Although there are low switching costs between brands, consumers tend to only chose well-known names. Airline tickets are expensive so people don’t want to give that money to firms they don’t trust. There is also a huge safety aspect involved and most consumers feel safer with firms that have been around for a long period of time. This industry requires plane and flying experience which also lowers the threat of entry. When firms decide to enter the market they first have to become licensed which can take about a year. After that they are constantly being regulated by several organizations such as the Federal Aviation Administration and the Department of Transportation. The time and money spend to solely open an airline company is enough to prevent most people from entering the industry.

Threat of Substitutes

After looking at the threat of entry it is important to also consider the threat of substitutes. This industry has a medium substitute risk level. There are substitutes in the airline industry. Consumers can choose other form of transportation such as a car, bus, train, or boat to get to their destination. There is however a cost to switch. Some means of transportation can be more costly than a plane ticket. The main cost is time. Planes are by far the fastest form of transportation available. Airlines surpass all other forms of transportation when it comes to cost, convenience, and sometimes service. Consumers do sometimes choose other methods for various reasons such as cost if they are not traveling very far which raises the risk.

Rivalry among Existing Players

The last area of the five forces is the rivalry among existing players. The rivalry in the airline industry is very intense for many reasons. The industry is currently very stagnant. It seems to be in the mature stage of the business cycle. The number of competitors stays the same in the long run and it doesn’t seem to be under or over capacitated. The fixed costs are extremely high in this industry. This makes it hard to leave the industry because they are probably in long term loan agreements in order to stay in business. The products involved or the planes are highly complex which also heightens the competition.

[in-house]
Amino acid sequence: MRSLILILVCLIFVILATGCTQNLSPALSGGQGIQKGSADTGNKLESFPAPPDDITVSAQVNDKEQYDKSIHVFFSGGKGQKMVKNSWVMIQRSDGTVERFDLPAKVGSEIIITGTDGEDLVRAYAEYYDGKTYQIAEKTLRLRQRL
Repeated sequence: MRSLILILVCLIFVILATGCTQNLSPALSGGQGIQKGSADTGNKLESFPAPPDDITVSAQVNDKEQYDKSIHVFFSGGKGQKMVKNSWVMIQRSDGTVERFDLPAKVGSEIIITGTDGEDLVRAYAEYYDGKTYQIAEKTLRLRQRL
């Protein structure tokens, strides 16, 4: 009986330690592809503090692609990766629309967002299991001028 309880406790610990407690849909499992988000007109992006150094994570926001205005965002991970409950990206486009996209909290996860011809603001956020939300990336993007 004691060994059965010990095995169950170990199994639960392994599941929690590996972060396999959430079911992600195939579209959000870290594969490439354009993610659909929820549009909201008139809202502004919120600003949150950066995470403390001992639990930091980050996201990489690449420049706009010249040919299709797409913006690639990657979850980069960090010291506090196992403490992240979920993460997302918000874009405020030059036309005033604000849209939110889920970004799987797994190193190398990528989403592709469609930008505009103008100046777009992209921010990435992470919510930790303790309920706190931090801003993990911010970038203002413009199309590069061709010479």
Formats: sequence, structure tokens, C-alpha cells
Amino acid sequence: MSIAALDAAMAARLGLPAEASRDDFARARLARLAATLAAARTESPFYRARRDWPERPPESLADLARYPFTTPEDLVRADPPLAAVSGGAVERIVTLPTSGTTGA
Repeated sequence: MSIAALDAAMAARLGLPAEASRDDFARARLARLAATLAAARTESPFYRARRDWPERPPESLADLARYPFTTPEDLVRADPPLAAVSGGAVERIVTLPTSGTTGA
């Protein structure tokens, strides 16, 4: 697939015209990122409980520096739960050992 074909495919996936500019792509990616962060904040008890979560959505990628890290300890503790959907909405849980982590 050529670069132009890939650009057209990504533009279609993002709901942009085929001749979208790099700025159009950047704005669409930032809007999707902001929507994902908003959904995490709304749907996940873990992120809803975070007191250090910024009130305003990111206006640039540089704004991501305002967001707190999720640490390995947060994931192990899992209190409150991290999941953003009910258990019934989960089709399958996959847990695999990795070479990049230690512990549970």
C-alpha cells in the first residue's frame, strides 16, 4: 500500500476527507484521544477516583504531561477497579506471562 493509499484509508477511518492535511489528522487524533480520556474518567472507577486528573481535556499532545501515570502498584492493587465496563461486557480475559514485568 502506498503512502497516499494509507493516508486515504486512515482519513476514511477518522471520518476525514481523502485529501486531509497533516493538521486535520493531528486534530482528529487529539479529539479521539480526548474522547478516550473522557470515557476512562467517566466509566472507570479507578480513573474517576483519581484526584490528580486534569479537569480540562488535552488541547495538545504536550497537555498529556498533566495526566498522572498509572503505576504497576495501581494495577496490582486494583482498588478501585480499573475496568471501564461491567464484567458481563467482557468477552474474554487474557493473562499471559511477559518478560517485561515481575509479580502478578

The competition is lessened by the brand identities of different firms. For example, Jetblue is known for its amenities and Southwest is known for its low prices. The market share seemed to be equally distributed because each company has its own part of the market and because switching costs are low none of the firms can really hold a large percentage of the market.

The strongest forces in this industry are the competition of existing firms and the power of suppliers. The rivalry of existing players is high and will push out any firm that doesn’t have enough capital. Suppliers are strong forces because planes are so costly to make. If the suppliers changed the credit terms by even a small amount it could mean a significant loss for the firm. On the other hand the other forces involved seem to have a weak threat. It is costly and time consuming to enter the market which lowers the risk of entry. Buyers have a weak force because of the low switching costs and substitutes are weak because they are usually too costly.

The profit in this industry is high because for most people flying in necessary. It is not a trend which makes this industry profitable for the long term. Airlines that are more profitable are in a better position because they usually have more planes and a larger variety of flights which provides further convenience for the consumer.

Recently there have been some changes in some of the forces. Some airplane manufacturers have been making ecofriendly planes, which is a change in the bargaining power of suppliers. This would differentiate the products, raising the threat of suppliers. Another recent change is the use of web portals such as Expedia to book flights. This positive change creates a whole new group of buyers and makes purchasing flights faster and easier. The increase in gas prices has also been a positive change for the industry because it lessens the power of substitutes. People are more willing to fly to their destination if driving would be more expensive.

After looking at the Five Forces Model firms should make dealing with the competition their main priority. The other areas in the model seem to have an overall low threat so existing firms don’t have to focus on those areas as much in their business strategy.

Now that we have brought you through our Porter’s Five Force analysis, the last thing that is important to consider when exploring an industry, are the dominant economic features. The next section of our report will give you an overview of what features affect the airline industry most.